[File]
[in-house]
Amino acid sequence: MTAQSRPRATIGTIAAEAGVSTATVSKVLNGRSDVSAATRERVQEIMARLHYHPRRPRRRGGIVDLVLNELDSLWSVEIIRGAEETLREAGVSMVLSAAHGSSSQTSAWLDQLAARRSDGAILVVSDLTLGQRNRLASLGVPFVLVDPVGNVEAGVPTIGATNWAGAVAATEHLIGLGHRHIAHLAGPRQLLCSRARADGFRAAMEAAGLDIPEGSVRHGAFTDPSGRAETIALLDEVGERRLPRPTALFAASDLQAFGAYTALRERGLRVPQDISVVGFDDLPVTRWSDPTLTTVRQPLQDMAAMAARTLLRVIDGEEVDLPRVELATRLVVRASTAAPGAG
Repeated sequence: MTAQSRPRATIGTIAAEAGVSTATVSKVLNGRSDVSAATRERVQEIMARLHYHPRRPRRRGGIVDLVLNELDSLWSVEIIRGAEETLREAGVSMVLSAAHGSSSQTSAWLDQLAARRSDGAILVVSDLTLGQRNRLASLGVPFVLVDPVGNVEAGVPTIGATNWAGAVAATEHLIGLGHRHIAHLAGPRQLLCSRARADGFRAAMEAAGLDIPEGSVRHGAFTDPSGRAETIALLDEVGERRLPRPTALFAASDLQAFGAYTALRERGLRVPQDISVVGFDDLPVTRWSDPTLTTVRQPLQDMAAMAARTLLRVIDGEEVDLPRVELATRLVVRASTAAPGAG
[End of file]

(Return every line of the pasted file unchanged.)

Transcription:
[in-house]
Amino acid sequence: MTAQSRPRATIGTIAAEAGVSTATVSKVLNGRSDVSAATRERVQEIMARLHYHPRRPRRRGGIVDLVLNELDSLWSVEIIRGAEETLREAGVSMVLSAAHGSSSQTSAWLDQLAARRSDGAILVVSDLTLGQRNRLASLGVPFVLVDPVGNVEAGVPTIGATNWAGAVAATEHLIGLGHRHIAHLAGPRQLLCSRARADGFRAAMEAAGLDIPEGSVRHGAFTDPSGRAETIALLDEVGERRLPRPTALFAASDLQAFGAYTALRERGLRVPQDISVVGFDDLPVTRWSDPTLTTVRQPLQDMAAMAARTLLRVIDGEEVDLPRVELATRLVVRASTAAPGAG
Repeated sequence: MTAQSRPRATIGTIAAEAGVSTATVSKVLNGRSDVSAATRERVQEIMARLHYHPRRPRRRGGIVDLVLNELDSLWSVEIIRGAEETLREAGVSMVLSAAHGSSSQTSAWLDQLAARRSDGAILVVSDLTLGQRNRLASLGVPFVLVDPVGNVEAGVPTIGATNWAGAVAATEHLIGLGHRHIAHLAGPRQLLCSRARADGFRAAMEAAGLDIPEGSVRHGAFTDPSGRAETIALLDEVGERRLPRPTALFAASDLQAFGAYTALRERGLRVPQDISVVGFDDLPVTRWSDPTLTTVRQPLQDMAAMAARTLLRVIDGEEVDLPRVELATRLVVRASTAAPGAG